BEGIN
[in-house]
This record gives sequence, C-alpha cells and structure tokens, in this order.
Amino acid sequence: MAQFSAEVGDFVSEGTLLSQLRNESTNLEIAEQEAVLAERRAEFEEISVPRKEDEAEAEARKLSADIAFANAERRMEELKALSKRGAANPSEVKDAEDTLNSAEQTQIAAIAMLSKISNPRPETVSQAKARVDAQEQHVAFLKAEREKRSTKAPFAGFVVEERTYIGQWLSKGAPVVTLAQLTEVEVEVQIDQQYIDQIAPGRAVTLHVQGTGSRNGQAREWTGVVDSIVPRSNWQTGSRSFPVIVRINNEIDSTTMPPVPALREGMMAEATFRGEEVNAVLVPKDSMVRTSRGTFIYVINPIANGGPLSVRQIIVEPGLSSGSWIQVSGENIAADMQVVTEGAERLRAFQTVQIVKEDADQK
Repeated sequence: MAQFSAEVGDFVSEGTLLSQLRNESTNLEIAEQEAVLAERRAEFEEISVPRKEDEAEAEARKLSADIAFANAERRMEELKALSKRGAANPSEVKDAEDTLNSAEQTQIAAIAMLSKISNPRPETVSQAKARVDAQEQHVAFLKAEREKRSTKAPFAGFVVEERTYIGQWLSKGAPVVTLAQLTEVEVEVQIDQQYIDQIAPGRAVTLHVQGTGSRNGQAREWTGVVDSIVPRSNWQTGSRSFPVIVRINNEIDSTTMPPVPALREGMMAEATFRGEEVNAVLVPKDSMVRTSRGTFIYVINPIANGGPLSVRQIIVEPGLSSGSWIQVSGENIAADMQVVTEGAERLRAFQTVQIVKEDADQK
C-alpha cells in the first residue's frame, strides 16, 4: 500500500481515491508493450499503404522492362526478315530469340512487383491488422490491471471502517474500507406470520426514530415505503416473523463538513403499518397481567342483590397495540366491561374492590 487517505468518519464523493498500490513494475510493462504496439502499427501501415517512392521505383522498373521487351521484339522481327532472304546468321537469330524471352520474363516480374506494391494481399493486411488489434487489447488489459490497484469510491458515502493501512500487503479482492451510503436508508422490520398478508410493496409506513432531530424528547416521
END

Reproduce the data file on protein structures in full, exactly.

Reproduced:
[in-house]
This record gives sequence, C-alpha cells and structure tokens, in this order.
Amino acid sequence: MAQFSAEVGDFVSEGTLLSQLRNESTNLEIAEQEAVLAERRAEFEEISVPRKEDEAEAEARKLSADIAFANAERRMEELKALSKRGAANPSEVKDAEDTLNSAEQTQIAAIAMLSKISNPRPETVSQAKARVDAQEQHVAFLKAEREKRSTKAPFAGFVVEERTYIGQWLSKGAPVVTLAQLTEVEVEVQIDQQYIDQIAPGRAVTLHVQGTGSRNGQAREWTGVVDSIVPRSNWQTGSRSFPVIVRINNEIDSTTMPPVPALREGMMAEATFRGEEVNAVLVPKDSMVRTSRGTFIYVINPIANGGPLSVRQIIVEPGLSSGSWIQVSGENIAADMQVVTEGAERLRAFQTVQIVKEDADQK
Repeated sequence: MAQFSAEVGDFVSEGTLLSQLRNESTNLEIAEQEAVLAERRAEFEEISVPRKEDEAEAEARKLSADIAFANAERRMEELKALSKRGAANPSEVKDAEDTLNSAEQTQIAAIAMLSKISNPRPETVSQAKARVDAQEQHVAFLKAEREKRSTKAPFAGFVVEERTYIGQWLSKGAPVVTLAQLTEVEVEVQIDQQYIDQIAPGRAVTLHVQGTGSRNGQAREWTGVVDSIVPRSNWQTGSRSFPVIVRINNEIDSTTMPPVPALREGMMAEATFRGEEVNAVLVPKDSMVRTSRGTFIYVINPIANGGPLSVRQIIVEPGLSSGSWIQVSGENIAADMQVVTEGAERLRAFQTVQIVKEDADQK
C-alpha cells in the first residue's frame, strides 16, 4: 500500500481515491508493450499503404522492362526478315530469340512487383491488422490491471471502517474500507406470520426514530415505503416473523463538513403499518397481567342483590397495540366491561374492590 487517505468518519464523493498500490513494475510493462504496439502499427501501415517512392521505383522498373521487351521484339522481327532472304546468321537469330524471352520474363516480374506494391494481399493486411488489434487489447488489459490497484469510491458515502493501512500487503479482492451510503436508508422490520398478508410493496409506513432531530424528547416521